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 Saving Wildlife Together - Saving the American Bison

American Bison

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The story of the American Bison is a tragic one. There were estimated between 40 and 60 million bison in North American with 200,000 bison remaining today, confined to a few scattered reserves and ranches where they are raised for meat. Unlike the Plains Indians who killed only as many as they could use, the European settlers shot up to 50 million bison for food, sport, and to deprive Native Americans of their most important natural asset, reducing the number of bison to just a few hundred. The heaviest land animals in North America, Bison live in herds of about 50 animals which provides defense against predators like wolves and coyotes. They have a keen sense of smell and hearing but poor vision. They spend their days grazing, eating mainly grass, herbs, shrubs, and twigs. Despite their massive size they can run at speeds up to 40 miles per hour. Females give birth to one calf after a nine-month pregnancy. The bison grow a dark, warm, shaggy coat which enables them to withstand great extremes in temperature. Each spring their coat is replaced by a shorter, lighter, summer coat. They take frequent mud or dust baths to keep clean. Bison can live 20 years in the wild and up to 40 years in captivity. Although many people refer to it as a buffalo, it is not related to the buffalo found in Africa, and its proper name is bison.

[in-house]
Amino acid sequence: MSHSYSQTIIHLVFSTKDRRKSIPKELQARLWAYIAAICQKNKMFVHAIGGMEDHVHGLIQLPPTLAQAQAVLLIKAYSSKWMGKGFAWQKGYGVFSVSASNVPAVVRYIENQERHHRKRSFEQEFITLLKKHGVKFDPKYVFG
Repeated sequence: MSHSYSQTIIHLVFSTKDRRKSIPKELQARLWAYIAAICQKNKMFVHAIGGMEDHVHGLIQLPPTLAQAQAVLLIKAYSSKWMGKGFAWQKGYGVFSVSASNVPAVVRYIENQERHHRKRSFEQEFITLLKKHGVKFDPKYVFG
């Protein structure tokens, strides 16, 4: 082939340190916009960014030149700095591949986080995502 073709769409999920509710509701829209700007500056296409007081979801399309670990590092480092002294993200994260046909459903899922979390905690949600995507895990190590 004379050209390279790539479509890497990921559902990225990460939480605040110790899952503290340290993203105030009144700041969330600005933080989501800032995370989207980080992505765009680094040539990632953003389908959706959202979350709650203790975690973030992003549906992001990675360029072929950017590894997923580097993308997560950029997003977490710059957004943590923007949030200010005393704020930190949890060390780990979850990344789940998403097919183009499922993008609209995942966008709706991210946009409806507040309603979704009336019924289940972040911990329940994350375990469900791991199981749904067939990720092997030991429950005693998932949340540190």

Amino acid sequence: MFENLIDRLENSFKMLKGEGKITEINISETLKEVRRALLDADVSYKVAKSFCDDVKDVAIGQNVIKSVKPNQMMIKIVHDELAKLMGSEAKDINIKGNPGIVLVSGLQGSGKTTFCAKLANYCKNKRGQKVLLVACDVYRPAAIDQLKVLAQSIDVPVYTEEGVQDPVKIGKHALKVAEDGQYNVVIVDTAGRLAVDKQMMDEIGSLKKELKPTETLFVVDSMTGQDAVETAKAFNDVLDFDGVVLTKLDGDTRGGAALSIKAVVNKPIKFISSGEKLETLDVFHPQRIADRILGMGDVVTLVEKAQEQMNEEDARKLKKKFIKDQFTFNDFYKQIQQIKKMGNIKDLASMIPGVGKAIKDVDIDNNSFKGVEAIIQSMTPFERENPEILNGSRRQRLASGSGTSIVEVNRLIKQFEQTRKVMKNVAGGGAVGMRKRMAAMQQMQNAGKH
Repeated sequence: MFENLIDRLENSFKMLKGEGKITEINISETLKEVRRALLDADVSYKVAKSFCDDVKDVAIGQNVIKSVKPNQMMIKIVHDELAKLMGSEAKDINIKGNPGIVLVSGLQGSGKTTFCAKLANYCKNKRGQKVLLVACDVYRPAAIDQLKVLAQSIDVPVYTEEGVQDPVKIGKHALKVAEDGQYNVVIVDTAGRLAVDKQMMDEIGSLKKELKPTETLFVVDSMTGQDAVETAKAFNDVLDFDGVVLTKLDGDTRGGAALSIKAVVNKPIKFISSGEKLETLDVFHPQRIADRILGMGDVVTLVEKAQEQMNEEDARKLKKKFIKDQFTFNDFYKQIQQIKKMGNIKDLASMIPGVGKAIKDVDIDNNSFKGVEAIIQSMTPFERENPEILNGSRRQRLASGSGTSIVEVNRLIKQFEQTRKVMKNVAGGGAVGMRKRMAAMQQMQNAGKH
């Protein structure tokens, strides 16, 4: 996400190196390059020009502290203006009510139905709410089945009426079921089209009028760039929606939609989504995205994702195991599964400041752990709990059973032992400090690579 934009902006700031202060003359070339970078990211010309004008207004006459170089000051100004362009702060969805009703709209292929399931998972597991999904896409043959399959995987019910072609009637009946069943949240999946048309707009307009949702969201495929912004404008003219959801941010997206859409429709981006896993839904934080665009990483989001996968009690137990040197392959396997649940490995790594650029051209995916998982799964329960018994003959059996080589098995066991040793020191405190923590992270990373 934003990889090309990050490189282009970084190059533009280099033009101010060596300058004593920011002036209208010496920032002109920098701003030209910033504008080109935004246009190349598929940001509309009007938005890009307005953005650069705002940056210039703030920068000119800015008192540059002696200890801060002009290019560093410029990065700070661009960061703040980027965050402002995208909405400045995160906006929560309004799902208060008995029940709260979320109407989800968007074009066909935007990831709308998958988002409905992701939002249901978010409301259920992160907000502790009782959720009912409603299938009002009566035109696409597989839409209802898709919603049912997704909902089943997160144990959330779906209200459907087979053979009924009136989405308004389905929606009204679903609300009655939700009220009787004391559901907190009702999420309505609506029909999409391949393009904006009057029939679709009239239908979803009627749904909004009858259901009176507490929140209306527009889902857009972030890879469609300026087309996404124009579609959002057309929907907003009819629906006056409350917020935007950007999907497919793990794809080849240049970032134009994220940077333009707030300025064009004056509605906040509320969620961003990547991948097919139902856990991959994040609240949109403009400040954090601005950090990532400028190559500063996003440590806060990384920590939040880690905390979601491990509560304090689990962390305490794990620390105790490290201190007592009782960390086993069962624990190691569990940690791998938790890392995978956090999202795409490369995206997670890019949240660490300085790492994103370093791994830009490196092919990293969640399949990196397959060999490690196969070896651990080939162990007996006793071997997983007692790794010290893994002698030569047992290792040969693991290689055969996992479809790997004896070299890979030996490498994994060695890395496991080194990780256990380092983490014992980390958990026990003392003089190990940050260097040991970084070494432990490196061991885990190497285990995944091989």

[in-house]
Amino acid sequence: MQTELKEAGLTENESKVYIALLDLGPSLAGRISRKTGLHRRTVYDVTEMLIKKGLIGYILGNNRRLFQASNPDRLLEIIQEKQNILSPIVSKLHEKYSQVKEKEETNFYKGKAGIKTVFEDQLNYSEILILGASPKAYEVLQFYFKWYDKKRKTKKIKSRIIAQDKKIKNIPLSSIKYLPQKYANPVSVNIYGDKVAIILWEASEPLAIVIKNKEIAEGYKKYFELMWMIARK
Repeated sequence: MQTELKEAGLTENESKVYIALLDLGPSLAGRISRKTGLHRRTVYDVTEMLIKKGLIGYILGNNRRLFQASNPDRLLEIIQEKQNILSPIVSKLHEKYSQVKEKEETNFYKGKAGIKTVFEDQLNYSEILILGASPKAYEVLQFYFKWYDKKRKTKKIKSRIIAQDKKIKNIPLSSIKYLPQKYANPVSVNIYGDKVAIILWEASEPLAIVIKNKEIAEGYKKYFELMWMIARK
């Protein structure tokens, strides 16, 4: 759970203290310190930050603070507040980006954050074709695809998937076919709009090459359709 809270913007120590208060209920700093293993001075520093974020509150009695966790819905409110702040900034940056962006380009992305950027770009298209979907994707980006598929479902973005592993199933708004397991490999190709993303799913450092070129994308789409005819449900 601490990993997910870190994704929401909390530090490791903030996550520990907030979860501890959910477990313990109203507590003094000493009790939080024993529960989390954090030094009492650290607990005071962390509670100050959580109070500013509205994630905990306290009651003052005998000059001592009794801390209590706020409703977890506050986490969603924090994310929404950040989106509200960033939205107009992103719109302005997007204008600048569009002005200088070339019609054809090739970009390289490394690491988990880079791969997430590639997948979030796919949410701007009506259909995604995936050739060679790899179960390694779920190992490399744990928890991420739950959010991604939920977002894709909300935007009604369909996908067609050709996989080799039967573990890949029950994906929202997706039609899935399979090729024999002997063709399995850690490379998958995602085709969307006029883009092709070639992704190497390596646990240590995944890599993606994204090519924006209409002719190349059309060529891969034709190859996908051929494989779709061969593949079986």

American Bison - Fast Facts

Type: Mammal
Diet: Herbivore
Average lifespan in the wild: 12 to 20 years
Size: Head and body, 7 to 11.5 ft (2.1 to 3.5 m); Tail 19.75 to 23.5 in (50 to 60 cm)
Weight: 930 to 2,200 lbs (422 to 998 kg)
Group name: Herd
Did you know? The bison's thick, shaggy coat is so well insulated that snow can settle on its back without melting.
Status: STABLE

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